Published Date: 02/19/19
Art is powerful, we’ve heard it time and again, and often in reference to making social statements and changes. But art is also powerful in its ability to foster wonderful development in young children both physically and socially. Physically, it encourages fine and gross motor development, cognitive learning, and hand eye coordination. Socially it encourages independence as well as sharing, emotional development, teaches responsibility, problem solving, and allows children to experiment, use their imagination, and create.
As parents we hear a lot about how important it is to strengthen both fine and gross motor muscles. These muscles need to be strong in order to do things such as jump with two feet, ride a bike, write, use scissors, and button clothing. Gross Motor includes the use and movement of large muscles groups such as arms and legs and allows children to run, jump, and balance. Gross motor development can be achieved while making art by doing projects that involve large movements such as bending down and standing up. Fine Motor involves smaller movements in the fingers, hands, wrists, toes and feet and allows children to write, thread beads, and button their clothes. These muscles are strengthened by doing projects that involve small movements, such as painting with a small paintbrush at a table.
Use of iPads and iPhones by children can delay the development of their gross and fine motor muscles. Kids need strong bodies to succeed! Replace some screen time with some art time. Using art as a way to develop their muscles is a fun way to work these muscle groups. Give yourself a goal to give them a tool such as a crayon, marker or paintbrush, at least once a day to use and then experiment with different ways they can use these tools.
A timeless art project that works on Gross Motor development is creating life size portraits. Get a piece of paper that is a little bigger than your child (paper that comes with packages in the mail or a roll of craft paper from the craft store will work). Lay the paper on the floor and have your child lay on the paper. Trace their outline (or have a friend or sibling trace them) and then give them crayons, markers, paints and/or collage materials to color and decorate their self portrait. To get involved, lay a piece of paper down for you and have your child trace you. You can work together now on creating your self portraits. While they move around on the floor and get up and down for supplies, they are exercising their gross motor muscles.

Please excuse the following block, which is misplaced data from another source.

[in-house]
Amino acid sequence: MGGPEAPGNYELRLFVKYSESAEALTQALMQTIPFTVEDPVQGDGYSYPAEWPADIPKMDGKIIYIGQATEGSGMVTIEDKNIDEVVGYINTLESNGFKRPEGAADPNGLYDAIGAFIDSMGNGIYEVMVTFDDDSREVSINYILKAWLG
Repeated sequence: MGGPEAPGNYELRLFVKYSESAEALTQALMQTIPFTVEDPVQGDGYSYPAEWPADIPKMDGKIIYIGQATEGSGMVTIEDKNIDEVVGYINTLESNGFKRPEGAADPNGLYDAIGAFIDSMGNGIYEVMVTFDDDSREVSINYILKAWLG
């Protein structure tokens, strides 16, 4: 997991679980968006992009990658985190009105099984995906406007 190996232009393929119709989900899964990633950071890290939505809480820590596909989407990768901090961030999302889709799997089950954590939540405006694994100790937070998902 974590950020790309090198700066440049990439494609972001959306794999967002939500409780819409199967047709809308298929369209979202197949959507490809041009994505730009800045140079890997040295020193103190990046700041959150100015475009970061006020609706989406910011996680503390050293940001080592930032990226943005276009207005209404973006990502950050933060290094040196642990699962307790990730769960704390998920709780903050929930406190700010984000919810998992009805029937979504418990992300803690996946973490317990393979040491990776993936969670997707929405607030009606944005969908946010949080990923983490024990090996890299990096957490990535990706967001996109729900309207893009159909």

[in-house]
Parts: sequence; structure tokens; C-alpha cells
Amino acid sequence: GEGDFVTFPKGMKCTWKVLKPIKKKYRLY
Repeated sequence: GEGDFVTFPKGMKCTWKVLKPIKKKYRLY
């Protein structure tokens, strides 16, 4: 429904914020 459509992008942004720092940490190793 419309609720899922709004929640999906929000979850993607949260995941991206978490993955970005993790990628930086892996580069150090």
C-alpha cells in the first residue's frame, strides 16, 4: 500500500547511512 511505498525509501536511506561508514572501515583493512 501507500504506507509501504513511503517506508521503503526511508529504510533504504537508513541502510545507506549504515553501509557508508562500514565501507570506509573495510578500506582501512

For mess free fine motor “painting” get some colored paper and a little jar of water. Dip their brush in water (or better yet, have them dip their brush in the water). When they “paint” the colored paper with water, their brush strokes will darken the paper, and they will be satisfied with the work they are doing. As they are doing this, grab yourself colored paper and a brush and sit beside them and paint some shapes on your page. Hand them a pair of age appropriate scissors for even more fine motor exercise and to practice hand eye coordination.
If you are able to create alongside your child, you add a great social aspect to these activities as you share materials, discuss what you’re working on, talk about colors and shapes, and clean up together. All at once, you are developing gross and/or fine motor muscles, hand eye coordination, social skills, and cognitive learning. Art is powerful!
Making art should be a fun activity for you and your child but if the mess keeps you from indulging, I encourage you to remember what a wonderful and important activity it is for their development and allow for the mess every once in a while. Maybe incorporate more art into your activities in the summer when you can take the mess outdoors. If you’re still not convinced to pull out the paints at home, I encourage you to look for art classes for your child that support open ended art play. They’ll gain great skills physically and you’ll both enjoy the social aspect of it. If you’re in the Boston area, I welcome you to try out one of my classes at The Monarch Studio in West Roxbury. Contact me for more info or to schedule a free trial class at firstname.lastname@example.org or through our website at www.monarchstudioboston.com.
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About the author
Lauren is the owner of The Monarch Studio as well as the art teacher at the studio. She has a degree in Visual Communication and has completed an Art Teacher Training Program with Nature of Art For Kids. She just completed a kids yoga teacher training with Pretzel Kids Yoga and will soon be teaching yoga at the studio. She loves the creativity that goes into planning the art and yoga classes for the children and is passionate about giving the children a place where they can create, use their imaginations, and express themselves freely.